Most bankers are aware of the changes that are forthcoming in accounting standards and financial reporting for institutions of all sizes, but few are fully prepared for the complete implementation of all of the details in the new current expected credit loss (CECL) models that will take effect over the next few years.
Banks that act now to effectively and strategically collect, manage and utilize data for the benefit of the institution will be better positioned to handle the new accounting requirements under CECL and evolving regulations with state and federal agencies.
Here are three articles that cover key areas where your board should focus its attention before the rules take effect.
Credit Data Management
Under Dodd-Frank, the law passed in the wake of the financial crisis, banks of all sizes and those especially in the midsize range of $10 billion to $50 billion in assets were required to do additional reporting and stress testing. Those laws have recently been changed, but many institutions in that asset category are opting to continue some form of stress testing as a measure of sound governance. Managing credit data is a key component of those processes.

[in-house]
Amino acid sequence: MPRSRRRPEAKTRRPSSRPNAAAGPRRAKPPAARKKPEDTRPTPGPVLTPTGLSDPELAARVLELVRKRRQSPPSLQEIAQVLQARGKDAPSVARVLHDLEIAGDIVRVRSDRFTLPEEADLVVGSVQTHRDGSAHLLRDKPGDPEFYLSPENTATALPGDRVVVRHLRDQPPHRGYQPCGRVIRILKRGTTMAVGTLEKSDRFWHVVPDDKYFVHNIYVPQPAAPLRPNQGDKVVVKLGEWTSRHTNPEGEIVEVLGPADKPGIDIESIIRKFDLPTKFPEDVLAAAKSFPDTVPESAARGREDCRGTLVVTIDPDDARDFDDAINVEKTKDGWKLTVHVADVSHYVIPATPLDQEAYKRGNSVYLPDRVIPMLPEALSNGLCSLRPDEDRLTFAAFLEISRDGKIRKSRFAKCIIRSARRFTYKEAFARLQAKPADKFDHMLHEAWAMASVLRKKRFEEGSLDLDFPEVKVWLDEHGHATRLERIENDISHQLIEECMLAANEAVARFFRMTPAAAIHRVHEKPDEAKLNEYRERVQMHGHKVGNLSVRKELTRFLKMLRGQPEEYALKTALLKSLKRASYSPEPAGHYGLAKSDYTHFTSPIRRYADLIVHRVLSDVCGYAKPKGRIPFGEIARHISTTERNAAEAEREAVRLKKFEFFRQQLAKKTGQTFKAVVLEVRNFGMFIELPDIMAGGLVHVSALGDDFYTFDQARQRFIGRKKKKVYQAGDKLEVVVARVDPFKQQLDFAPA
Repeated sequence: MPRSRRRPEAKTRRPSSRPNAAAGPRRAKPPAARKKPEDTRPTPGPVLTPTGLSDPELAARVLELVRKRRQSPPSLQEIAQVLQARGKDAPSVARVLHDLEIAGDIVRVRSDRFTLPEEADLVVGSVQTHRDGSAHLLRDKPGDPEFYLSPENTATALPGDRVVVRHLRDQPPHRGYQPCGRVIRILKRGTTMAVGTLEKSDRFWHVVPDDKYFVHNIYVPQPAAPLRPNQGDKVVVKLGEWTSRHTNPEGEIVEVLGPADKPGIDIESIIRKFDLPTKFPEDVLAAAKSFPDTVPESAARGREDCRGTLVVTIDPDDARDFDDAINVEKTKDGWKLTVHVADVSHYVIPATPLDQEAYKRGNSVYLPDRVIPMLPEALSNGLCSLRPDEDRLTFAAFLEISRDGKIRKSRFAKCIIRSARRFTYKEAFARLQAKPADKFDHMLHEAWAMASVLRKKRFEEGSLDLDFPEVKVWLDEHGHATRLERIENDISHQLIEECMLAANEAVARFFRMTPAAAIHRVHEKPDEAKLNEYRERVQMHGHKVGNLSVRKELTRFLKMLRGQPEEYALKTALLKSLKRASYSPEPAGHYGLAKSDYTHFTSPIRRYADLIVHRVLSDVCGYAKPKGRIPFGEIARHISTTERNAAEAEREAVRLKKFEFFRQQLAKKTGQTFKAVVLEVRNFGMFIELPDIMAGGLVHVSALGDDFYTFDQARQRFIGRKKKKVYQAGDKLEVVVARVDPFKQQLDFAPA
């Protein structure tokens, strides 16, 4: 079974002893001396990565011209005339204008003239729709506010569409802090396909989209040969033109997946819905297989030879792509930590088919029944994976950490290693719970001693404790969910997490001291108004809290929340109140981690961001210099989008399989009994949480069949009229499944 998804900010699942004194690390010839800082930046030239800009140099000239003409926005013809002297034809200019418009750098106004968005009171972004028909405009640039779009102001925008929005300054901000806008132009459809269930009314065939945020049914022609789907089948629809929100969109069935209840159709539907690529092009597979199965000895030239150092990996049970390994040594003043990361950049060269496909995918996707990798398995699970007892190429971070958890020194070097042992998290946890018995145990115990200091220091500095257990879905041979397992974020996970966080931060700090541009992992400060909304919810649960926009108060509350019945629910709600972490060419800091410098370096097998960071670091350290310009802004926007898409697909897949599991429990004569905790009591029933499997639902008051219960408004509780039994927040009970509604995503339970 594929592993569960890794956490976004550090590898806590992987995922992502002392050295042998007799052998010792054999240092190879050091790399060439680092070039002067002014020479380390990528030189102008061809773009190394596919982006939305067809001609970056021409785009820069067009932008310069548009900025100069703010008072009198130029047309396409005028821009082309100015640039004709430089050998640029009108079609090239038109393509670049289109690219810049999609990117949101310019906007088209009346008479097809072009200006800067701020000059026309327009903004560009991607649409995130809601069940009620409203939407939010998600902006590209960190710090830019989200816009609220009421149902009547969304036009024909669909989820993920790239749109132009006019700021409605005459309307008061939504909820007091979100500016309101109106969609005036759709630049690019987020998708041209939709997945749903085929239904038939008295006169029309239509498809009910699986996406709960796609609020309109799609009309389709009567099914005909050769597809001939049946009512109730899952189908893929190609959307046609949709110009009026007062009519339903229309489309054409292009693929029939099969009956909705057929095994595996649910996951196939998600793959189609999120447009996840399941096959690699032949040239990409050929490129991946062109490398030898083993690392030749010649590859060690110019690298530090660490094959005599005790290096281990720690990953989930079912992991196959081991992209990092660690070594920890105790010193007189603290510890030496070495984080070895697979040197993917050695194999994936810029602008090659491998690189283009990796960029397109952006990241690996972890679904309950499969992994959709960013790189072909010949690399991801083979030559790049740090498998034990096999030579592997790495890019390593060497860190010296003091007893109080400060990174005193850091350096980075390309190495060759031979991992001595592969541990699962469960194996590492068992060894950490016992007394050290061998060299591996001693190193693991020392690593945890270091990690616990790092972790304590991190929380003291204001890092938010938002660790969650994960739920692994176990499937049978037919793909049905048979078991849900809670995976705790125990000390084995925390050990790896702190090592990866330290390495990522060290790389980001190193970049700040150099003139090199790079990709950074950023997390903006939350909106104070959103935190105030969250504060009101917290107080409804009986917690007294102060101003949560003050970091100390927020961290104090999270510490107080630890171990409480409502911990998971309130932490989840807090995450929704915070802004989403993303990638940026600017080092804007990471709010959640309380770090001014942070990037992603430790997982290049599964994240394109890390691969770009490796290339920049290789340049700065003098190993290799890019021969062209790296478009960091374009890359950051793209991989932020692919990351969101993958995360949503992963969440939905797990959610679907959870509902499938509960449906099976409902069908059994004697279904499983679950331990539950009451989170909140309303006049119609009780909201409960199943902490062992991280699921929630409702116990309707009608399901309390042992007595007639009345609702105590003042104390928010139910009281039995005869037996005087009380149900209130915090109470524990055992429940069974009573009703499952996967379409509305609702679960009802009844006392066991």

Centralizing Your Data
Bank operations are known to be siloed in many cases as a matter of habit, but your data management can be done in a much more centralized manner. Doing so can benefit your institution, and ease its compliance with regulations.
Get Ready for CECL Now
The upcoming implementation of new CECL standards has many banks in a flurry to determine how those calculations will be developed and reported. Few are fully ready, but it is understood that current and historical loan level data attributes will be integral to those calculations.